ALL Pets Need Heartworm Preventive ALL The Time

Yesterday we discussed a pet owner’s misconception that his pet, a dog in this instance, wasn’t at risk for heartworm disease because he was a mostly-indoor pet.

Everything we will say today will apply equally to your canine and feline friends.

We’ve known for nearly a century that dogs get heartworms. We’ve known for decades that cats get heartworms. Much more recently it became known that indoor cats get heartworms at about the same rate that outdoor cats do. Researchers wanted to know why, and their collaboration with entomologists showed that the mosquito that carries the heartworm parasite best also likes the indoor environment.

So, your pet doesn’t have to go outdoors at all to become infected with Dirofilaria immitis, the heartworm parasite. Mosquitoes are happy to bring them indoors to your pet.

When pets are described as “mostly indoor pets,” owners often forget that dogs go outdoors to use the bathroom four or more times each day. A single encounter with a single mosquito is enough to infect your pet with heartworms.

Another common misconception is that longhaired pets are immune or at lower risk of heartworm infestation. We need to be reminded that the belly surface of most pets is bald, and the ears have short hair, also. Not that any of this means anything to a mosquito, who can easily fit between hairs on your pets body to reach the skin to feed.

And in feeding, infect your pet with heartworms.

All pets, dogs and cats, need to be on heartworm preventive. And they need to get their heartworm preventive twelve months of the year without fail.

See you Monday, Dr. Randolph.


  1. My Daughter’s dog is on the second round of heart worm treatment. It is very expensive. She adopted a dog from the Mississippi area. She lives in Delaware. Two vets told her to give preventative treatment even though the dog still has the baby heart worms. Any advice?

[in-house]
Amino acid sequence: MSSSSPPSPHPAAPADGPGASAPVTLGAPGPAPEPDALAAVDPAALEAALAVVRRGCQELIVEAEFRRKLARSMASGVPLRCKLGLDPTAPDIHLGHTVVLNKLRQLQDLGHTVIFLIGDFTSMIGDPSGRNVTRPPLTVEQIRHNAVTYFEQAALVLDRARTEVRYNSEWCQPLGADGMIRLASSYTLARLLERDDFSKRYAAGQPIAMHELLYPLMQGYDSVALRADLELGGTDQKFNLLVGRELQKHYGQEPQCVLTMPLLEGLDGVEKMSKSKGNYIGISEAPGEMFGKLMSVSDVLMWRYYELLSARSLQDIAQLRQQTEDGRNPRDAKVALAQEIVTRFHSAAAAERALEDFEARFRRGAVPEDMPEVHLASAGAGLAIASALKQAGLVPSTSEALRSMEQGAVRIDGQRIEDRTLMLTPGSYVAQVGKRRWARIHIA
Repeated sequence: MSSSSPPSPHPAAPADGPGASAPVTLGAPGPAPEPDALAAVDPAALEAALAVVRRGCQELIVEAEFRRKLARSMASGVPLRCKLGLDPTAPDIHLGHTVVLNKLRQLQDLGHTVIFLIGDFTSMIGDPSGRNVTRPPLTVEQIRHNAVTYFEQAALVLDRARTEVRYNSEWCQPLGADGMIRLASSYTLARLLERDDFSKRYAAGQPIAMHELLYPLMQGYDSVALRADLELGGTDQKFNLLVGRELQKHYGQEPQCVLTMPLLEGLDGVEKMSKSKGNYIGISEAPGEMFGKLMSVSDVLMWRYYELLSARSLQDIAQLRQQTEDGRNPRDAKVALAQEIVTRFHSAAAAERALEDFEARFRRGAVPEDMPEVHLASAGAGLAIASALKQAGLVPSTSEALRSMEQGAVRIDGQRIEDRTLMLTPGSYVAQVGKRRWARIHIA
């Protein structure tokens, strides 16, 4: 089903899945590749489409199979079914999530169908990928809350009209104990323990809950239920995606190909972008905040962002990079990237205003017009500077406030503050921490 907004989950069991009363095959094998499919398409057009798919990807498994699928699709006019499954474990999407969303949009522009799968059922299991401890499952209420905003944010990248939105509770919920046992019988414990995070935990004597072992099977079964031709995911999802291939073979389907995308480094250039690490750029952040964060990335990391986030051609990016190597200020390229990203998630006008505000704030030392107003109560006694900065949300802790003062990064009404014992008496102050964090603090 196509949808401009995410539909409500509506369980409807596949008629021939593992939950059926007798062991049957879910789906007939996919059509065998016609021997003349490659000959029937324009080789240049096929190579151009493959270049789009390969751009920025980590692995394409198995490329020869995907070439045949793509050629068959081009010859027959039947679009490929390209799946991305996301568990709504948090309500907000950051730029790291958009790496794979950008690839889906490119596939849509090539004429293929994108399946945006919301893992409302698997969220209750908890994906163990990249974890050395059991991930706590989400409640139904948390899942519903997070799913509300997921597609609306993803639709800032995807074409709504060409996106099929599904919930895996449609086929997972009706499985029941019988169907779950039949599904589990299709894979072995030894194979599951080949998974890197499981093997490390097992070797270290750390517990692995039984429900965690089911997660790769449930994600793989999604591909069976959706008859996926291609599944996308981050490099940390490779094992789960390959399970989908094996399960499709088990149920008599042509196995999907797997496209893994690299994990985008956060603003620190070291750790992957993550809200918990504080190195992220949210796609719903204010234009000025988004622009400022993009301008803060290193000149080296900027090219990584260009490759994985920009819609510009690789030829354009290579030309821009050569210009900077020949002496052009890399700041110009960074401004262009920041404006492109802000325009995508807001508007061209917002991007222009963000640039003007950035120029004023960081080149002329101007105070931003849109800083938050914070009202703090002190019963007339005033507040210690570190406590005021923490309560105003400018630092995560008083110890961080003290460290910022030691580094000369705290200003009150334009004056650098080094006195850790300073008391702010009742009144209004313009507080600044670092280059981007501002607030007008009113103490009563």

• This article will give you more understanding of Dirofilaria immitis microfilaria. They aren’t actually “baby” heartworms, in that they must go into another host and undergo several larval stages before they can infect another dog and become adult heartworms. None of which applies to your question or its answer, but I thought you might want to learn about them. The crucial factor is the NUMBER of microfilaria and the patient’s likelihood of having a reaction. Your daughter’s veterinarian may have already determined that the microfilaria count is low, OR he may have already treated for microfilaria, OR the patient might be microfilaria-negative (just as not all married couples have children, not all adult heartworms have offspring) OR he may have already administered the first dose of heartworm preventive under supervision, ensuring that any reactions that might occur were treated while being observed. Your daughter is free to address her concerns with the doctor(s) and receive clarification. Thanks for reading, Dr. Randolph.

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